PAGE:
A surprising number of soldiers have temporary and permanent medical profiles, which prevents them from fully performing their duties. A new health and fitness program that will arrive at 28 brigades from fiscal year 2021 is intended to contain these numbers in the long term.
By April, more than 58,000 soldiers – the equivalent of 13 brigade combat teams – were not deployable. According to a concept paper for the Holistic Health and Fitness System (H2F), 16,500 soldiers were in the temporary profile and 15,000 soldiers were in the permanent profile, shared with the Army Times.
H2F seeks to address chronic problems in soldiers, including poor sleep habits, obesity, and overuse injuries. The concept paper argues that even a 10 percent reduction in annual musculoskeletal injuries would add a full brigade combat team to the emergency services.
Some elements of H2F will be familiar to soldiers, including those who did not participate in the pilot program that began in 2018.
For each brigade-sized unit, dietitians, cognitive performance experts, occupational therapists and sports coaches, and 40,000 square feet of dedicated space for troop training and injury treatment are expected.
Some of these resources are already in the mail, but currently they are “stovepipe” on every installation, according to Maj. Gen. Lonnie G. Hibbard, General Commander of the Military Center for Initial Military Training.
“What we’re trying to do with H2F is to bring all of this under a single control,” Hibbard said during a telephone interview on Tuesday. “Really, all under a brigade commander, so that he has his piece, so that he can now incorporate the five components of fitness into the training plan, just like we do for a machine.”
These components are: body composition, flexibility, muscle strength, muscle endurance and cardiorespiratory endurance.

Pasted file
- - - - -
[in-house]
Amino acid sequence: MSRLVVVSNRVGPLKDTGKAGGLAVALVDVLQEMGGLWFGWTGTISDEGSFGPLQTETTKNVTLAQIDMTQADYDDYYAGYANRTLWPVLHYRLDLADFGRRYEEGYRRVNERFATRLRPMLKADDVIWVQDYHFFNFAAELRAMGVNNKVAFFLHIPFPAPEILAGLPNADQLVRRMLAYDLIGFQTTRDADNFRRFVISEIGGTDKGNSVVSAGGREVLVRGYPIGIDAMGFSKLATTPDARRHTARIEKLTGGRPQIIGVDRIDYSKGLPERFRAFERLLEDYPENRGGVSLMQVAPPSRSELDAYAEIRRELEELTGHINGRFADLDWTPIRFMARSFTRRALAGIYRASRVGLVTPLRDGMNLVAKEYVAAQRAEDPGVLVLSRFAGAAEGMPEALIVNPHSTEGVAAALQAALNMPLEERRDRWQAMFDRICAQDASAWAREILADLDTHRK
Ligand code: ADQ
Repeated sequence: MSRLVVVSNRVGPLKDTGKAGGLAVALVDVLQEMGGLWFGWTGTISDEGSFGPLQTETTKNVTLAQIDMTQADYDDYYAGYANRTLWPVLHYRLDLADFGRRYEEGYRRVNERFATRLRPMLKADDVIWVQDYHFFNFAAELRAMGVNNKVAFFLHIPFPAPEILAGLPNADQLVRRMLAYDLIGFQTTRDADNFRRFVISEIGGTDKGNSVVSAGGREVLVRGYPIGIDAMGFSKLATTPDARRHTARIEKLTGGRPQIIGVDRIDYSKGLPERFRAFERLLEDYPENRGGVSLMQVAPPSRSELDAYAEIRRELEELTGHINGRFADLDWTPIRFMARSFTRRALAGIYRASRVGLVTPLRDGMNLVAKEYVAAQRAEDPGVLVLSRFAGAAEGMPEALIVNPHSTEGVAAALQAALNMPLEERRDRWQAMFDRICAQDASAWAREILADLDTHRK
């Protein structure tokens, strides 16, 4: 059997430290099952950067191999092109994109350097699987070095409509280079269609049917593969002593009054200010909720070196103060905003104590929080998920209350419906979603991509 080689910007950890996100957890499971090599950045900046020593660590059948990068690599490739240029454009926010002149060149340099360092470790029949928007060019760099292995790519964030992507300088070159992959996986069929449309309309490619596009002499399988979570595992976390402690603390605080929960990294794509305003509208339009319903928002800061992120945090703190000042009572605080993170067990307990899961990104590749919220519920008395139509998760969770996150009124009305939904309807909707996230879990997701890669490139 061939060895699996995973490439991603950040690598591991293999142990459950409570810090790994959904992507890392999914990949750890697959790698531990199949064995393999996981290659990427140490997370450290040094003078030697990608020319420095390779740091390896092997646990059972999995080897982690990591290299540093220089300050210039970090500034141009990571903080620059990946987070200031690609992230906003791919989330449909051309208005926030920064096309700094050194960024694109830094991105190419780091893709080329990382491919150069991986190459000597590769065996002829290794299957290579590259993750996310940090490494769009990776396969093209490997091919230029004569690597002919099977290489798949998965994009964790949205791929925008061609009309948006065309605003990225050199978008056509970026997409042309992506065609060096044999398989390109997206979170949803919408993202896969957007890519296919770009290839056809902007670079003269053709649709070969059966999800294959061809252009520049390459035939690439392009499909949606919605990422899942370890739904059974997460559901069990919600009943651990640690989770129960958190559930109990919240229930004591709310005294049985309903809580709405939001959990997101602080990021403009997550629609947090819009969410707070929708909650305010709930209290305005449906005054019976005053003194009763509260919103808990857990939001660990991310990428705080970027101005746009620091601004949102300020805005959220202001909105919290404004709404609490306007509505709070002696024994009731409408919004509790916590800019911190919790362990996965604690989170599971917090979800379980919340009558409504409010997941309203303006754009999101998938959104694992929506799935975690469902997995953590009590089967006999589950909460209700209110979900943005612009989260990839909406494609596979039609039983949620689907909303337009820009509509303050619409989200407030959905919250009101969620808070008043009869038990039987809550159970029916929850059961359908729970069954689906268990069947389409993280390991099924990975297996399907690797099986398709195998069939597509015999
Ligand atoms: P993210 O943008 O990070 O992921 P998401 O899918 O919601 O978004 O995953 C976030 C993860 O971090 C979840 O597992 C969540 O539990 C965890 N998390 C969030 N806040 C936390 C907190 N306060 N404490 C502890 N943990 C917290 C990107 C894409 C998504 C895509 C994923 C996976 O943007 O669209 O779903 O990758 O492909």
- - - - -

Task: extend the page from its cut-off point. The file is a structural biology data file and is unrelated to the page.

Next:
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A rendering shows part of the proposed Soldier Preparedness Centers. (Ross Allen / Army)
Hibbard, whose orders are the proponent of H2F, defined the program as a program that prioritizes physical and mental fitness as much as the Army prioritizes equipment maintenance.
“Right now we spend a lot of time synchronizing maintenance and training,” added Hibbard. “Now we can synchronize personal readiness and health with training at the brigade level.”
28 brigades of the emergency services will be the first to receive H2F resources. And although it starts in 2021, it will take time to recruit the necessary skilled workers.
“The goal is that by the end of the fiscal year all 28 brigades have the skilled workers they need,” said Hibbard. “Then we will hire 18 brigades next year and then begin to include the training base from fiscal year 2022 to fiscal year 2026.”
The initiative requires some investment in resources, including building more than 100 facilities over the next four years, according to federal treaties.
The standard for a brigade-sized unit will be 40,000 square feet, which the concept paper says will serve as the company’s own “stationary” hub for H2F.
The treatment, teaching and consultation rooms within the facility are open all day and are staffed by certified specialists.
“The ultimate vision for H2F is to provide each brigade with an H2F campus: [Soldier Performance Readiness Center], standardized obstacle course, field and course of the Army Combat Fitness Test (ACFT), cross-country course, protected strength training racks, containerized strength equipment and PRT fields with climbing sleeves, “says the concept paper.
Company-size units will rotate into facilities “several times a day throughout the day” for group classes, strength training and coaching, the concept paper adds.
According to Hibbard, H2F aims to implement a “culture change” for the army that incorporates the best available scientific knowledge and practices and updates both on an ongoing basis.
For example, according to the concept paper, injuries to the musculoskeletal system make a “significant contribution” to the health of the army.
These injuries cause approximately $ 557 million in acute patient care plus all costs associated with lost days, unavailability for use, and payments for disability.
About 71 percent of the new musculoskeletal injuries in 2018 were due to “overuse”, which is usually preventable.
The concept paper also highlighted obesity issues within the army. In the service’s 2019 Health of the Force report, 17 percent of active soldiers were classified as obese. In a brigade dispatched to Afghanistan, overweight soldiers were 40 percent more likely to be injured than their counterparts with a healthy weight.
The H2F Concept Paper promises to proactively identify Soldiers at risk for these injuries and poor fitness and provide them with the help they need, whether it be better nutritional advice, lifting instructions, sleep practices, or something else entirely.
“The ultimate goal is to improve the health and fitness of soldiers,” said Hibbard. “The big change at H2F is an enterprise-wide on-call system that brings all aspects, not just physical but also non-physical, under a single governance.” . ”